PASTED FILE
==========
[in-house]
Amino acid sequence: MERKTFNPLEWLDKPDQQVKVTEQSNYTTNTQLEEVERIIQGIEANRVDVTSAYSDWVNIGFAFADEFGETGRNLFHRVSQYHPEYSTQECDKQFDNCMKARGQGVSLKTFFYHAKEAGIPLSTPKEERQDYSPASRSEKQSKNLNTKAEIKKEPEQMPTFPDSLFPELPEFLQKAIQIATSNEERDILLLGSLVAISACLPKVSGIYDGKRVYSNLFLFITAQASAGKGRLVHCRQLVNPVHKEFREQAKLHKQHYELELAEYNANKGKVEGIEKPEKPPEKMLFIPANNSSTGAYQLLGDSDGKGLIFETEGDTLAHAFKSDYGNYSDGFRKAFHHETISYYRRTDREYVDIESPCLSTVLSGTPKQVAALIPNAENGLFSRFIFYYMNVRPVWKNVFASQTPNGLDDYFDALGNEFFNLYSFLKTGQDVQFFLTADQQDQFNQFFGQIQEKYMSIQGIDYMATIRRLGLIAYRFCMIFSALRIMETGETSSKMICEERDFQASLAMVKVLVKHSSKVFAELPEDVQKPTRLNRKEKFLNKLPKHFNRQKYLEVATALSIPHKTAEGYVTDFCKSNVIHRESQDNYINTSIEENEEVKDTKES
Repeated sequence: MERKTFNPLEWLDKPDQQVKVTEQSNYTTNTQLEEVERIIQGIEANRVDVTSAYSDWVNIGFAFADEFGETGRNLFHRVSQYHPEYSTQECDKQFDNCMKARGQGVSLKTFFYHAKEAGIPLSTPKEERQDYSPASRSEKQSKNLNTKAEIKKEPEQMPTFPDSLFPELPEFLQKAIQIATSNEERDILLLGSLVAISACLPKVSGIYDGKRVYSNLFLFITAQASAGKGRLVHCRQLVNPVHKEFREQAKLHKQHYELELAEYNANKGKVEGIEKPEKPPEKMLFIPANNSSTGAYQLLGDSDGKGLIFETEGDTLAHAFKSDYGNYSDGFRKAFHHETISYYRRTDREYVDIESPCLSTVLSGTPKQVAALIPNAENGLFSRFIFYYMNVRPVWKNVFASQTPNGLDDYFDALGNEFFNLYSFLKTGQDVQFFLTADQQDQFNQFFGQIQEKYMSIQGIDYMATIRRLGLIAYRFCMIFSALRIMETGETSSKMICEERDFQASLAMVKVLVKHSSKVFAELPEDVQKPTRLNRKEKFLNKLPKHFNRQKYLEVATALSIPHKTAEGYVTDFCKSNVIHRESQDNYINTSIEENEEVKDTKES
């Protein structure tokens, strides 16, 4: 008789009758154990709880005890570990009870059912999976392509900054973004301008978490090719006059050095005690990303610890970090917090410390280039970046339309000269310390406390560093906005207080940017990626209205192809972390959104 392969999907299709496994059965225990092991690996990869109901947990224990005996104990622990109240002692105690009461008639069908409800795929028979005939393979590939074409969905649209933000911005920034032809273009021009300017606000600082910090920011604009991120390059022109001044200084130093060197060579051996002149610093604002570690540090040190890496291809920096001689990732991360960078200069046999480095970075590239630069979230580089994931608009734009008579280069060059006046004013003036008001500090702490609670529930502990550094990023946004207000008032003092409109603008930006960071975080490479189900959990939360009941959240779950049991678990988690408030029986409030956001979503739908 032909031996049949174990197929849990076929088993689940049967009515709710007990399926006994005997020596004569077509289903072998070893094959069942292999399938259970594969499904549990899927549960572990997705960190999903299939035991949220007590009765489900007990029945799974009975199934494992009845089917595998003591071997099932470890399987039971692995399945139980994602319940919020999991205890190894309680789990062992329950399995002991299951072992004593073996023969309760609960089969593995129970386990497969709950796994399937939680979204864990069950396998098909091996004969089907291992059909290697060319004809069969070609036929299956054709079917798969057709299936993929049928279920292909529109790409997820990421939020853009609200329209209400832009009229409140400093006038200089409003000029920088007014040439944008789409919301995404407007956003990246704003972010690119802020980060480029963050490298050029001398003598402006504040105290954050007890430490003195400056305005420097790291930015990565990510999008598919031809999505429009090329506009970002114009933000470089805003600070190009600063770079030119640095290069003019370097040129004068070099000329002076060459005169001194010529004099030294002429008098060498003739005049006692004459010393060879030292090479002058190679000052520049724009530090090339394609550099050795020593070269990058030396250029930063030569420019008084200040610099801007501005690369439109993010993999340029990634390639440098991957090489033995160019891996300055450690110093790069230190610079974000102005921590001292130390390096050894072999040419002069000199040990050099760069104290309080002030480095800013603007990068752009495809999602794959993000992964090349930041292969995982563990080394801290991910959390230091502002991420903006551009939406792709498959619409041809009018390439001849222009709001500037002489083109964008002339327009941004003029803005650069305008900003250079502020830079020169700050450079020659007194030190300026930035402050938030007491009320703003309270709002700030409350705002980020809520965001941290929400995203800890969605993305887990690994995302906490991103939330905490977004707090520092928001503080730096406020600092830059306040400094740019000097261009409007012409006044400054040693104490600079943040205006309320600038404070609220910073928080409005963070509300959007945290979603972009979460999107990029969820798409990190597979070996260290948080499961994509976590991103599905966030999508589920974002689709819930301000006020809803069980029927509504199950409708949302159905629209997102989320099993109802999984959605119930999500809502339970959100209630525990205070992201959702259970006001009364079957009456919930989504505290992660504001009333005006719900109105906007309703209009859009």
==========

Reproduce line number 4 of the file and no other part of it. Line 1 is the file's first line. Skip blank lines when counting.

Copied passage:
């Protein structure tokens, strides 16, 4: 008789009758154990709880005890570990009870059912999976392509900054973004301008978490090719006059050095005690990303610890970090917090410390280039970046339309000269310390406390560093906005207080940017990626209205192809972390959104 392969999907299709496994059965225990092991690996990869109901947990224990005996104990622990109240002692105690009461008639069908409800795929028979005939393979590939074409969905649209933000911005920034032809273009021009300017606000600082910090920011604009991120390059022109001044200084130093060197060579051996002149610093604002570690540090040190890496291809920096001689990732991360960078200069046999480095970075590239630069979230580089994931608009734009008579280069060059006046004013003036008001500090702490609670529930502990550094990023946004207000008032003092409109603008930006960071975080490479189900959990939360009941959240779950049991678990988690408030029986409030956001979503739908 032909031996049949174990197929849990076929088993689940049967009515709710007990399926006994005997020596004569077509289903072998070893094959069942292999399938259970594969499904549990899927549960572990997705960190999903299939035991949220007590009765489900007990029945799974009975199934494992009845089917595998003591071997099932470890399987039971692995399945139980994602319940919020999991205890190894309680789990062992329950399995002991299951072992004593073996023969309760609960089969593995129970386990497969709950796994399937939680979204864990069950396998098909091996004969089907291992059909290697060319004809069969070609036929299956054709079917798969057709299936993929049928279920292909529109790409997820990421939020853009609200329209209400832009009229409140400093006038200089409003000029920088007014040439944008789409919301995404407007956003990246704003972010690119802020980060480029963050490298050029001398003598402006504040105290954050007890430490003195400056305005420097790291930015990565990510999008598919031809999505429009090329506009970002114009933000470089805003600070190009600063770079030119640095290069003019370097040129004068070099000329002076060459005169001194010529004099030294002429008098060498003739005049006692004459010393060879030292090479002058190679000052520049724009530090090339394609550099050795020593070269990058030396250029930063030569420019008084200040610099801007501005690369439109993010993999340029990634390639440098991957090489033995160019891996300055450690110093790069230190610079974000102005921590001292130390390096050894072999040419002069000199040990050099760069104290309080002030480095800013603007990068752009495809999602794959993000992964090349930041292969995982563990080394801290991910959390230091502002991420903006551009939406792709498959619409041809009018390439001849222009709001500037002489083109964008002339327009941004003029803005650069305008900003250079502020830079020169700050450079020659007194030190300026930035402050938030007491009320703003309270709002700030409350705002980020809520965001941290929400995203800890969605993305887990690994995302906490991103939330905490977004707090520092928001503080730096406020600092830059306040400094740019000097261009409007012409006044400054040693104490600079943040205006309320600038404070609220910073928080409005963070509300959007945290979603972009979460999107990029969820798409990190597979070996260290948080499961994509976590991103599905966030999508589920974002689709819930301000006020809803069980029927509504199950409708949302159905629209997102989320099993109802999984959605119930999500809502339970959100209630525990205070992201959702259970006001009364079957009456919930989504505290992660504001009333005006719900109105906007309703209009859009």